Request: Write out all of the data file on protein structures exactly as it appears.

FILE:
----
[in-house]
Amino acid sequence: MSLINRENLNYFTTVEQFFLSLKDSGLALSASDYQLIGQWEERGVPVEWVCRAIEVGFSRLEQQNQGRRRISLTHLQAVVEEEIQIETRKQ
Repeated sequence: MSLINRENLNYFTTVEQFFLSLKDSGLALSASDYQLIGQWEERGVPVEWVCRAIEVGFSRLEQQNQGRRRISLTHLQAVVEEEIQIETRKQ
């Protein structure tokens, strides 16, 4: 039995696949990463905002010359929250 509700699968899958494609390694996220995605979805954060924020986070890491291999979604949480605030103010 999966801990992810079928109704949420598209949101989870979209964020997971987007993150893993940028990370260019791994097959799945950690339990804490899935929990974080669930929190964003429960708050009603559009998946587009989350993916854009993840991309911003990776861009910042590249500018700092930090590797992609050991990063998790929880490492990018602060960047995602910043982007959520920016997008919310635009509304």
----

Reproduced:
[in-house]
Amino acid sequence: MSLINRENLNYFTTVEQFFLSLKDSGLALSASDYQLIGQWEERGVPVEWVCRAIEVGFSRLEQQNQGRRRISLTHLQAVVEEEIQIETRKQ
Repeated sequence: MSLINRENLNYFTTVEQFFLSLKDSGLALSASDYQLIGQWEERGVPVEWVCRAIEVGFSRLEQQNQGRRRISLTHLQAVVEEEIQIETRKQ
């Protein structure tokens, strides 16, 4: 039995696949990463905002010359929250 509700699968899958494609390694996220995605979805954060924020986070890491291999979604949480605030103010 999966801990992810079928109704949420598209949101989870979209964020997971987007993150893993940028990370260019791994097959799945950690339990804490899935929990974080669930929190964003429960708050009603559009998946587009989350993916854009993840991309911003990776861009910042590249500018700092930090590797992609050991990063998790929880490492990018602060960047995602910043982007959520920016997008919310635009509304």